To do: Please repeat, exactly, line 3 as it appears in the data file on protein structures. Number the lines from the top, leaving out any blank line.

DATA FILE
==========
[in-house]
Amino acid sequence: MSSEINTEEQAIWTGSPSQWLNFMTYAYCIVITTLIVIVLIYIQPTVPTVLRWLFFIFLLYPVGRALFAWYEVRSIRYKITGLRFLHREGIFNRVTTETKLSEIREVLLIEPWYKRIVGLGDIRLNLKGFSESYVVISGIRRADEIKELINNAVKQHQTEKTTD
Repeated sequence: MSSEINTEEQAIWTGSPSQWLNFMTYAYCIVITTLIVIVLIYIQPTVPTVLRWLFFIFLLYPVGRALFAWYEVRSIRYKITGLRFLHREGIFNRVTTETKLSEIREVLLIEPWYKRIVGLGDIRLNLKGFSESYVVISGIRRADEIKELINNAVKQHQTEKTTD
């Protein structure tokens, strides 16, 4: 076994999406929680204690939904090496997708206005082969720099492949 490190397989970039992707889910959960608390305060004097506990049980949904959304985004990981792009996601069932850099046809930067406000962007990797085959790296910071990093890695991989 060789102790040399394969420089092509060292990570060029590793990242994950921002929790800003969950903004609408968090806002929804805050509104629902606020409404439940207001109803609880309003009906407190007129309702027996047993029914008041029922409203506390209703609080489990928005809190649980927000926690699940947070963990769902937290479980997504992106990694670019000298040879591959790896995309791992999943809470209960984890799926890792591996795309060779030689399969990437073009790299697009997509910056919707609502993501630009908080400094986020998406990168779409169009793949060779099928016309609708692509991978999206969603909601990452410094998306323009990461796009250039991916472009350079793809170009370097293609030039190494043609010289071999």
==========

Repeated sequence: MSSEINTEEQAIWTGSPSQWLNFMTYAYCIVITTLIVIVLIYIQPTVPTVLRWLFFIFLLYPVGRALFAWYEVRSIRYKITGLRFLHREGIFNRVTTETKLSEIREVLLIEPWYKRIVGLGDIRLNLKGFSESYVVISGIRRADEIKELINNAVKQHQTEKTTD